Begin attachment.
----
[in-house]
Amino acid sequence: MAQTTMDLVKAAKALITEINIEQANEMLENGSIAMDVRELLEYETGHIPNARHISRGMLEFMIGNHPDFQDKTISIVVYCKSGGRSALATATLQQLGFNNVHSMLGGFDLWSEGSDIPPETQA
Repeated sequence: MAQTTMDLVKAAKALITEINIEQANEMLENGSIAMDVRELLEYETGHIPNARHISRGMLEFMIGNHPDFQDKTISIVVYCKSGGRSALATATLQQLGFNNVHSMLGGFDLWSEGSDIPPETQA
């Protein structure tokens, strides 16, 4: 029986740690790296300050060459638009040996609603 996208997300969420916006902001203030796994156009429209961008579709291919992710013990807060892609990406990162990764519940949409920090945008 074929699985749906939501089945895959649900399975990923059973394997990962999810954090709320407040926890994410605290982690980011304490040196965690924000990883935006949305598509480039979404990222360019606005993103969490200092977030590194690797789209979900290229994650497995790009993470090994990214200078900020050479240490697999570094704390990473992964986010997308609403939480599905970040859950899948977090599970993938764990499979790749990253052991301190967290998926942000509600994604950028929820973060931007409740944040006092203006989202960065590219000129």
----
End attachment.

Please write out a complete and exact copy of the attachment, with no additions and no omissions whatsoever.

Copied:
[in-house]
Amino acid sequence: MAQTTMDLVKAAKALITEINIEQANEMLENGSIAMDVRELLEYETGHIPNARHISRGMLEFMIGNHPDFQDKTISIVVYCKSGGRSALATATLQQLGFNNVHSMLGGFDLWSEGSDIPPETQA
Repeated sequence: MAQTTMDLVKAAKALITEINIEQANEMLENGSIAMDVRELLEYETGHIPNARHISRGMLEFMIGNHPDFQDKTISIVVYCKSGGRSALATATLQQLGFNNVHSMLGGFDLWSEGSDIPPETQA
């Protein structure tokens, strides 16, 4: 029986740690790296300050060459638009040996609603 996208997300969420916006902001203030796994156009429209961008579709291919992710013990807060892609990406990162990764519940949409920090945008 074929699985749906939501089945895959649900399975990923059973394997990962999810954090709320407040926890994410605290982690980011304490040196965690924000990883935006949305598509480039979404990222360019606005993103969490200092977030590194690797789209979900290229994650497995790009993470090994990214200078900020050479240490697999570094704390990473992964986010997308609403939480599905970040859950899948977090599970993938764990499979790749990253052991301190967290998926942000509600994604950028929820973060931007409740944040006092203006989202960065590219000129």